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REACTOR KINETICS: • The study of time-dependent phenomena in nuclear reactor systems is referred to as reactor kinetics or reactor dynamics. • Until now, we have considered critical systems. We now examine systems which are super-critical or sub-critical. • Some neutrons emitted as a result of fission appear in the system seconds after fission (as a result of fission product decay) resulting in a dominant influence on kinetic behavior of the system. PROMPT NEUTRON LIFETIME: In general, a neutron produced by fission will experience scattering interactions which will decrease its energy. Eventually it will either be absorbed or it will leak out of the system. The average time a neutron exists in an infinite system can be estimated by noting that the average distance of travel without being 1 absorbed is the mean free path, a a If the neutron has an average speed, it will take a time, l, to interact. a 1 l V V a Here l is the prompt neutron lifetime. The lifetime is often broken into slowing-down and thermal lifetime with the average results: lSD ~ 10-7 sec lTh ~ 10-4 sec Where lSD -fast reactor lTh - thermal reactor l = lSD+ lTh ~ lTh = 10-4 sec 1 In a finite system, if a fraction of the neutrons leak from the system, this will result in a decrease of neutron lifetime. l l finite D 1 B2 a D B2 -leakage fraction a (for large reactors, leakage fraction is only a few percent) The average neutron lifetime is the characteristic multiplication time or generation time for a prompt neutron system. If there are N(t) Neutrons in the system at a given time, t, at a time, l, later there will be N(t+l) neutrons. The magnitude of N(t+l) will depend on keff . N(t+l) = N(t)keff or dN t N t l ) N t l N t keff dt Rearranging the above (Taylor expanded) expression for N(t+l) gives: dN t keff 1 keff t t dt l l Where keff is the excess multiplication excess over the critical multiplication factor keff = 1. This differential equation form has a general solution: keff t N t N 0 e For neutron population, N(t), at time t, based on an initial population, 1 N(0) at arbitrary time t=0. When t , the population will change by a keff factor of e; this quantity is called the period: 2 1 Prompt Neutron Period = TP keff 3 For a thermal reactor where l ~ 10-4 an excess multiplication of 0.1% (keff = 1.00; keff = 1.001-1.00 = 0.001) will give 1 x104 sec TP 0.1sec 1 x103 or t N t N 0 e 0.1sec so that one second 1.0sec N t N 0 e 0.1sec N 0 e10 22,026 N 0 An increase in power of a factor of over 20,000 in one second. For fast reactors where l ~ 10-7, the power increase would, of course, be substantially more rapid. On the basis of such typical "time constants", reactor systems would be very difficult to control if only prompt neutrons were available. 4 DELAYED NEUTRONS: Recall that of the v neutrons associated with each fission event, a small fraction result from fission product decay, denoting this fraction by the symbol ; we then have: Delayed Neutrons/fission V Prompt Neutrons/fission (1-V Then, considering the average time between the fissions and the absorption (or leakage) of the neutrons, we have an effective lifetime based on both prompt and delayed neutrons of: I i leff 1 l j 1 i where i is the fraction of the v neutrons associated with each of the I precursor decay chains. KINETIC EQUATIONS: Recall that the general neutron balance is [net increase] = [production] - [absorption] - [leakage] Using the diffusion theory approximation theory for the leakage term and assuming that the spatial and time dependents are separable, we can write: dN t S t DB 2 t t dt Here the parameters are arranged over space, energy and the source term will be composed of prompt and delayed neutron parts: 6 S t 1 V t t i C i t i 1 5 where concentration of the i precursor CI(t) must be determined from the equation. 6 For convenience, the twenty-or-so known precursor nuclides are often represented by six "effective" delayed neutron groups: 6 i leff 1 l i 1 i Where the number of delayed neutrons per fission, and the precursor half-lives are shown below for the important fissile nuclides. To calculate leff it is convenient to convert as per the table for U235 with the result that for a thermal system with l ~ 10-4 leff = (1-0.0065)x10-4 + 0.084 ~ 0.084 sec Using leff rather than l as a characteristic multiplication time will greatly enhance the stability of the system to small changes in multiplication. dC i t iV t C i t ai t dt Fission Product Decay Rate Absorption Rate Due to the fact that these nuclides normally have small absorption cross sections, the last term can usually be neglected. By using the definitions of k00 and keff from diffusion theory along with the following: t vN t keff 1 keff l 1 Neutron Generation l k k v a 7 We can rewrite the equations for neutron and precursor population in a simplified form. dN t 6 N t iCi t dt l i 1 dC i t i N t i Ci t dt l This form is known as the point kinetic. Seven linear, coupled differential equations which can be solved in a straight forward manner. One delayed neutron group: Some insight into the kinetic behavior of a reactor can be gained by considering the effect of a single "average" group of delayed neutrons, where: i i 6 i i 1 i dN t N t C t dt l dC t N t C t dt l Using a general solution to form e wt for both N(t) and C(t) and an assumption of an initially critical system with "step-change" of reactivity. We have: t TP N t N 0 e e l l TP delayed prompt 8 Note that the equation can be very different depending on the relationship between and . 1. The second term will be positive as will the exponential; l x is small, the increase will be rapid, out-stripping the delayed neutron effect in the first term. : This system is said to be prompt critical (critical on prompt neutrons only.) : This system is prompt super critical since the relationship between and is significant, a reactivity unit, the dollar was defined: $1 so $1 is prompt critical 1 yes, $0.01 = 1 cent 100 2. The first term will dominate falling a prompt-jump due to the second term. The system in not critical on prompt neutrons alone (the additional prompt neutrons produce less than one net prompt neutron in the next generation and must wait for the delayed neutrons to continue the supercritical increase. This system will establish a stable period characteristic of the delayed neutron period. 3. The second term causes a prompt-drop due to decreased fission rate; the first term then dominates since the delayed precursor nuclides must decay out for the neutron population to die out completely. In this case the period of decay is that of the one delayed group. 9 SIX DELAYED GROUPS: With all six groups effective groups, the procedures and results are similar. 1. prompt critical 2. established a stable period, TP, after the transient terms (6 ??) dies out. l 6 i TP i 1 1 iTP 3. stable period of decrease established by the longest precursor half-life: t1/2 = 56 seconds TP = 80 10 PROBLEM 1: It has been determined that the reactor is in a condition such that keff is equal to 0.95. Do you have to add or subtract reactivity to make the reactor critical? SOLUTION: Add. k 1 k How much reactivity do you have to add to make the reactor critical? k = 0.95 k 1 0.95 1 0.053 k 0.95 k=1 k 0 0.053 0.053 k 11 PROBLEM 2: Reactor power is 100 watts and increasing on a 30 second period. How long will it take for the reactor power to reach 500 kilowatts? t t N t N 0 e P T N t N 0 e TP t P P0 e T t P eT P0 t P ln TP P0 P t TP ln P0 = 30 ln(500,000 / 100) = 255 sec = 4.25 min 12 PROBLEM 3: Calculate the reactor period for the given conditions (assume that eff = 0.007.) keff = 1.0001 for a prompt critical reactor k eff 1 0.0001 k keff k l T l TP l*-provided @ (0.0001 sec) 0.0001 0.0001 1sec What is the reactor period for the same reactivity insertion if the reactor is not Prompt Critical? T = 0.01 0.0075 0.0001 0.1 0.0001 690sec 13 PROBLEM 4: At t=0 the reactor power at 100 kw. Thirty seconds later the power level is 150 kw. What is the reactivity? t P t P 0 e T t P t ln T P 0 P t T t / ln P 0 30 150 ln 100 74sec 1 from P 1 T TP 0.0075 1 0.1 74 k 0.00089 k 14 PROBLEM 5: Calculate the final stable reactor period if a rod is inserted with a k reactivity of 0.005 . k 0.0065 0.005 TP 0.1 0.005 23sec Not So! = -80 seconds! 15 PROBLEM 6: A reactor is made subcritical by a large negative reactivity insertion. (a) Determine the stable negative period that is reached during shut- down. Reactor neutron level is maintained by the decay of delayed neutron sources during shutdown. After the shorter-lived fission products decay away, neutron population is maintained by the decay of Br-87 with a 55.72 second half-life. This decay causes neutron level to decline on an apparent period that is determined by: t 0.693 t P P0 e P0 e T T2 t 0.693 t eT e T2 t 0.693T2 T T2 T 0.693 55.72sec 0.693 80sec (b) How long does it take to establish the stable T=-80 sec after the rods are inserted? The next longest-lived precursor is I-137 with a 24.4 second half-life. Using the seven half-life rule, I-137 will decay away to less than 1% of its steady state operating value 7x24.4 = 171 sec ~`3 min. 16 REACTIVITY CONTROL: Objective: to control neutron population; introduce material that absorbs neutrons. The system may use one or more of the following to provide absorption: •control rods •soluble poison (boric acid) •burnable poison Short Term Changes: 1. Fuel temperature 2. Moderate and/or coolant temperature 3. Fuel motion Each of these is often quantified in terms of a reactivity coefficient. 17 TEMPERATURE EFFECTS: •Dominant absorption effect is known as the Doppler: 1-1000 ev •Coolant and Moderator Effects: •Changes due to: •temperature •pressure •density * •void contact *Decrease Density •increase leakage •decrease moderation •decrease moderator absorption •Fuel movement: •for example, Bowing 18 Limiting Conditions Reactivity and Period Reactivity Limit Reactor Period Reactor Condition k/k (sec) > eff * T l / Prompt critcal eff > > T eff / Super critical T Critical 0 > eff/1-80 T Sub critical eff/1-80 T Sub critical 19 REACTOR SHUTDOWN: • reactor period limited by the radioactive decay of the longest lived neutron precursor Br-80 Show that the shortest period for shutdown is -80 sec. .693t t N t N0 e t 1/2 N 0 e T for this to be true then . 693t t t 1/2 T and T t 1/2 T . 693 by substituting Br-80 half-life 55.72 sec results in 55. 72 sec T 80 sec .693 20 XENON AND SAMARIUM POISONING: • All fission products absorb neutrons. • The accumulation of fission products reduce the multiplication factor k • This reduction can be described with reactivity aP f p In general the mass balance for any fission fragment being produced in a reactor is: accumulation = production - destruction production = fission product + decay product fi-1 destruction = decay + absorption a Therefore f N i1 a N dN dt 21 For Xenon (11sec ) (6.7hour) (9.2hour) (10 6 years ) Te135 I135 Xe135 135 Ba 135 (stable) Cs fission fission fission While the reactor is in operation and combining the fission yields for I and Te the following system of equations results dI I f I dt x f I x aX X dX dt At equilibrium: I I f I I X f X X aX After reactor shutdown X t X 0 e t X II0 I X e t X e t I 22 For Samarium By Simplifying the Sm chain, During reactor operation the concentration of Sm and Pm are: dP P f PP dt dS P P aS S dt at equilibrium: Pf P P S P f aS After Shutdown St S 0 P 0 1 e tP 23 TEMPERATURE EFFECTS ON REACTIVITY: d T dT Nuclear Doppler Effect • absorption cross sections vary with temperature • nuclei are in atoms which are continual motion due to their thermal energy As a result of these thermal motions even of beam of monoenergetic neutrons appear to have a continuous spread of energies. Therefore the resonance peak widens with temperature. (shape changes but the area under the curve remains essentially constant i 1 prompt ln 2 T p(300) Moderator coefficent • thermal cross sections change • physical density of the moderator changes mod T f T (p) T ( P) Void coefficient In a liquid moderator and/or cooled reactor when the liquid boils the volume occupied by the vapor is a void. These voids effect reacivity. 24 d v dx EXAMPLE: Determine the limiting temperature of a reactor that has a excess reactivity of 0.50 % at 80 F and a temperature coefficient of reactivity of -0.000040/F. Assume the coefficient is constant throughout the temperature range involved d T dT Rearrange T T Substitute . 0050 T 125F . 000040 Therefore the reactor will become subcritical if the temperature rises above 205F (80+125) 25 EXAMPLE: A triga operating at 100 kW is inadvertantly exposed to a positive reactivity of $.90 for 5 seconds when the operator recognizes the unplanned reactivity increase and scrams the reactor decreasing the power level to 10% of its original power. What reacivity was inserted to scram the reactor? t1 t2 P1 1 T1 P2 1 T2 e and e P 0 1 1 $ P1 1 2 $ by substitution t2 t1 P2 1 1 T 2 T1 e e P 0 1 1 $ 1 2 $ Solve for p2$ t1 t2 P 1 T T 2 $ 1 0 e 1 e 2 P2 1 1 $ Identify Knowns 1 $ 0. 95 t 1 5sec t 2 60 sec Scram = fastest period a reactor can shut down is -80 sec therefore T2=-80 sec Still need T1 26 1 1 $ T1 1 $ By substitution 1. 90 T1 1.39 sec . 08 . 90 Now solve for p2$ 5 60 100 1 1.39 80 2 $ 1 e e 1723 10 1. 90 What is P1 t1 5 1 T1 1 P1 P0 e P1 100e 1.39 1 1 $ 1. 95 P1=72986 kW 27 CONTROL RODS: Black rod - strongly absorbing rod Grey rod - less strongly absorbing rod For a Black Rod the reactivity can be expressed by 7. 43M2 1 T R d w 0.116 ln 0 T 1 B 2 M 2 R 2 2. 405a a Incremental reactivity for control rods x 1 2 x w (x ) w (H) sin H 2 H Typical Geometry’s Cluster Control Rods Cruciform Control Rods Chemical Shim Affects the thermal utilization factor f = absorption in the fuel divided by the absorption in the fuel + everything else. aB reactivity is w 1 f 0 aM where f0 is the thermal utilization factor without the chemical 28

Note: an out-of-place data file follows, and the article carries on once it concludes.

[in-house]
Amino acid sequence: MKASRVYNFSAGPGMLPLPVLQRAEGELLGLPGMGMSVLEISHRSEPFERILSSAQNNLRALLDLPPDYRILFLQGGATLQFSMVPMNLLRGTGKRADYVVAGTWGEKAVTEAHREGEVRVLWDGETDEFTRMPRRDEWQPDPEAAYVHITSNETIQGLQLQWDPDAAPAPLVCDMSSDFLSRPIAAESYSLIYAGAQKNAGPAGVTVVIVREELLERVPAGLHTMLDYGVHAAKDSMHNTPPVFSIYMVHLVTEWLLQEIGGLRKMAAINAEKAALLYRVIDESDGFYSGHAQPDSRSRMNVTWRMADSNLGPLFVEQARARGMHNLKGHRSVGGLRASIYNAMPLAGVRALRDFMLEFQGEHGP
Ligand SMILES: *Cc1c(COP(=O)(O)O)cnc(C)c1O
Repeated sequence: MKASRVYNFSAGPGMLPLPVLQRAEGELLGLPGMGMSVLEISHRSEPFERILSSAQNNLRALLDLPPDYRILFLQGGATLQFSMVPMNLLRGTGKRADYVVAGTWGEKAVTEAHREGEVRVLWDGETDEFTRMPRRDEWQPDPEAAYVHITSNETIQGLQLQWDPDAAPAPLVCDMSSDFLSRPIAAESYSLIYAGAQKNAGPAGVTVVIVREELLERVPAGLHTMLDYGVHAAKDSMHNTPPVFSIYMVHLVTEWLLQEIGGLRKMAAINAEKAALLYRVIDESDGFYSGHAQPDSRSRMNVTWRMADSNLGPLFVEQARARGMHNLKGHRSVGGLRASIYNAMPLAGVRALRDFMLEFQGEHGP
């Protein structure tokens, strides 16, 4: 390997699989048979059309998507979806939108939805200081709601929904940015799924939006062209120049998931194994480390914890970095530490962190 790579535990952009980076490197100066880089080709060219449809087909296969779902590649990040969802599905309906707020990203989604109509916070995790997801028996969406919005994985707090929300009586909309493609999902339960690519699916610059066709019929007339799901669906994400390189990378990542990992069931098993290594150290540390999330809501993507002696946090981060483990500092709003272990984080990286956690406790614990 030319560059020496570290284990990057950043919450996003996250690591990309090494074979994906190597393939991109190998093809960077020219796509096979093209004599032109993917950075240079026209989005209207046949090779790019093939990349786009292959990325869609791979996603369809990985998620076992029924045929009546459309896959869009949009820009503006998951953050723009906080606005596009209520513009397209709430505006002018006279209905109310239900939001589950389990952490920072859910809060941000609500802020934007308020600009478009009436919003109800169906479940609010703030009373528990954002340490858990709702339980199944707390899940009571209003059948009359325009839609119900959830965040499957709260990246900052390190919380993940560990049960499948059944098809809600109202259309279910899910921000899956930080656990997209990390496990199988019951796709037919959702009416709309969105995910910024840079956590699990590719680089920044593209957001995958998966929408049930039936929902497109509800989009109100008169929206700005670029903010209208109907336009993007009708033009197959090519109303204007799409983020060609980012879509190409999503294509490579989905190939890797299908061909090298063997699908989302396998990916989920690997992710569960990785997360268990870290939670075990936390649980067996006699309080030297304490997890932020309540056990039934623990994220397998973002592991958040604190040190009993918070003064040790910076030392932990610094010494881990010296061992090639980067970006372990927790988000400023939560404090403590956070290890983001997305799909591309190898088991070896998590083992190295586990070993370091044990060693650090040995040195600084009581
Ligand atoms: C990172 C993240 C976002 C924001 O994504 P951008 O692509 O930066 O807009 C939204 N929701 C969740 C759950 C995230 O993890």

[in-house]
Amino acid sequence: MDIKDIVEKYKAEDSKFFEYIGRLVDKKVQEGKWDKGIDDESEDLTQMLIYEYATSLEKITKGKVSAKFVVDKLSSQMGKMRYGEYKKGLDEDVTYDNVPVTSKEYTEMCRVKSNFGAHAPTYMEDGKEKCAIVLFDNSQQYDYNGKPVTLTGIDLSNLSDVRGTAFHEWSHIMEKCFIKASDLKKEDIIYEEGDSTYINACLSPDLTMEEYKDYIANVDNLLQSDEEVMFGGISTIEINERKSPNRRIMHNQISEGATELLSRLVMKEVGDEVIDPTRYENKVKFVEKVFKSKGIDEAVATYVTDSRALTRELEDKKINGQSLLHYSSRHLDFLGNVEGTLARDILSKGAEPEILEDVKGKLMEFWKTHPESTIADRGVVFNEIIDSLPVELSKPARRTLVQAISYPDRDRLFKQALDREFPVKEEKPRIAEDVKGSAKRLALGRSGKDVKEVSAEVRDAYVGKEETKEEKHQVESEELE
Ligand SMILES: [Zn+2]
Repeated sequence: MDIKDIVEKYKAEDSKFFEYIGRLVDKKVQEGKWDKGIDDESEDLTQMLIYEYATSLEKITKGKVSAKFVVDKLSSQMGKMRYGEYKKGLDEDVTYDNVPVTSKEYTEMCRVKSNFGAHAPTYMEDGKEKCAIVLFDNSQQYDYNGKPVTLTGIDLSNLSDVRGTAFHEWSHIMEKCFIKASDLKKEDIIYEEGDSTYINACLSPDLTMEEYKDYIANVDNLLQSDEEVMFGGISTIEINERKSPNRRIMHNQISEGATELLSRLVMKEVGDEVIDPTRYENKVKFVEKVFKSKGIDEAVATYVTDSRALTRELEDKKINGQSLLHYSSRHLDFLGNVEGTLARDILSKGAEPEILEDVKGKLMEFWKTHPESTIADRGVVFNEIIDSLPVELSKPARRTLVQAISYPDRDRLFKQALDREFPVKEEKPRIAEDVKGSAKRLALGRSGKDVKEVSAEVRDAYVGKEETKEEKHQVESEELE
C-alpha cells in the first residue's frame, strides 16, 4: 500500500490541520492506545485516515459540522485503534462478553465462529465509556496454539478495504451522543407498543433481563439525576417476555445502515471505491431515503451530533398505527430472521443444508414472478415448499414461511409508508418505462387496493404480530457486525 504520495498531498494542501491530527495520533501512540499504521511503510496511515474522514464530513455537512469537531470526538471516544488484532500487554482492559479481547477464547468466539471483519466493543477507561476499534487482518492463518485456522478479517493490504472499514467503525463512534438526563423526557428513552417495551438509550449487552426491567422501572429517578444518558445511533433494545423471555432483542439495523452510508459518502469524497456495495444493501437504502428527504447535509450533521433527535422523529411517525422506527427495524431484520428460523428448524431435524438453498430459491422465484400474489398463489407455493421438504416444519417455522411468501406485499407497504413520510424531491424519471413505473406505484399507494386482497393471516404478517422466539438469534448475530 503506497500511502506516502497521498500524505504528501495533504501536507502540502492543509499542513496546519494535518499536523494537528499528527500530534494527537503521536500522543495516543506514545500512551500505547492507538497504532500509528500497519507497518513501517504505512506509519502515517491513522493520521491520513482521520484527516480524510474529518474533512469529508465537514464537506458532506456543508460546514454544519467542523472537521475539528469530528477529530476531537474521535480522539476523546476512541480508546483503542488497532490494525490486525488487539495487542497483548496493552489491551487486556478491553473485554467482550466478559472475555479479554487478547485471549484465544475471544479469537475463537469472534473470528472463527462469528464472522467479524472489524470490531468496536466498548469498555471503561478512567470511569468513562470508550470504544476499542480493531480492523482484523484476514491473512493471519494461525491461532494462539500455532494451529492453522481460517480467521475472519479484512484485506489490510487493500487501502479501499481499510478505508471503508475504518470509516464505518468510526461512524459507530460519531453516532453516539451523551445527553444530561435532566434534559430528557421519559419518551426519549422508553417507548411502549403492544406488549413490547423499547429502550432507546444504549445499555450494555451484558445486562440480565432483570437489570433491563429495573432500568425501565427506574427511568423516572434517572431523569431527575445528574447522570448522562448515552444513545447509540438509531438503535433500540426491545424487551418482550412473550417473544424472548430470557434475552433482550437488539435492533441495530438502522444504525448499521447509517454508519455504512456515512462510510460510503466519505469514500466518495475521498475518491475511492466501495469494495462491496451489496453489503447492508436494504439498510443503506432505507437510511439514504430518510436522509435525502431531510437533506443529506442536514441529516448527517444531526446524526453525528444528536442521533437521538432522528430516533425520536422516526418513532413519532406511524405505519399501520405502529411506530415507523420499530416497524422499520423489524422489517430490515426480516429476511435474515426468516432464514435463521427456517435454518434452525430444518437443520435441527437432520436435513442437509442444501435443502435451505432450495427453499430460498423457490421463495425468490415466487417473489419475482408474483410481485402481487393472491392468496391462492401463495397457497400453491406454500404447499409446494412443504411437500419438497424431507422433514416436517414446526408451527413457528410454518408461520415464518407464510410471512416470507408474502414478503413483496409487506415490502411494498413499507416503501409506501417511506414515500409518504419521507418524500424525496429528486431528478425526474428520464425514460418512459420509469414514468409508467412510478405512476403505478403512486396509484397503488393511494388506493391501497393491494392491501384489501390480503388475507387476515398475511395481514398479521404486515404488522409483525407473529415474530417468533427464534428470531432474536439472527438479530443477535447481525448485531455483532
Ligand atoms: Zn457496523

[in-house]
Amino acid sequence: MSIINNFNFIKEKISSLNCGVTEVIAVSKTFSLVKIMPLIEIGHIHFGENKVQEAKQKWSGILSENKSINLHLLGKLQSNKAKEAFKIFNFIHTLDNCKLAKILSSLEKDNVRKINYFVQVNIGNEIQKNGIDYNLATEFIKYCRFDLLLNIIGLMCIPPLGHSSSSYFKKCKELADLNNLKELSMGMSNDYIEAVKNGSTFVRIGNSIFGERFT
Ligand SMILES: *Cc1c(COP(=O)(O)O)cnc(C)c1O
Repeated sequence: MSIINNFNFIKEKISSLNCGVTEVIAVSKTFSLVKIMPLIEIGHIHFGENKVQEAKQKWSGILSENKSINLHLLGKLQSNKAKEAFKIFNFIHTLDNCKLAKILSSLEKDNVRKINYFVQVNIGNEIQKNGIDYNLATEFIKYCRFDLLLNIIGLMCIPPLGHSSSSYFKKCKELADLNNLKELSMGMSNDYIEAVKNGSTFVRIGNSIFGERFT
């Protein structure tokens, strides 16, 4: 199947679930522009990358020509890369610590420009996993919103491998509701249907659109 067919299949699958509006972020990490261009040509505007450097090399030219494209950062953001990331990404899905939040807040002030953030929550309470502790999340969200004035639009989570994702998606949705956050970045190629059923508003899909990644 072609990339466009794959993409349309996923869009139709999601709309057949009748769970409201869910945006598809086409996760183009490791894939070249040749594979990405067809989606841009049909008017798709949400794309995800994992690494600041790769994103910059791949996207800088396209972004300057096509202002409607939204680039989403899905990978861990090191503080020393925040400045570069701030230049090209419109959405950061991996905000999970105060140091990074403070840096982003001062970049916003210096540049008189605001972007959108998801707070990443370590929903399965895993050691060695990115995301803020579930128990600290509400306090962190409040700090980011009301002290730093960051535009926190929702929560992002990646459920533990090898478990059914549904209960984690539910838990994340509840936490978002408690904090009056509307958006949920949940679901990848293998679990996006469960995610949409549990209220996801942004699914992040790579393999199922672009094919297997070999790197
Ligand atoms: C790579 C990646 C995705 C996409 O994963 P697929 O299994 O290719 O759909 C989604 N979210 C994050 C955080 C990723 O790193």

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posted: | 2/24/2010 |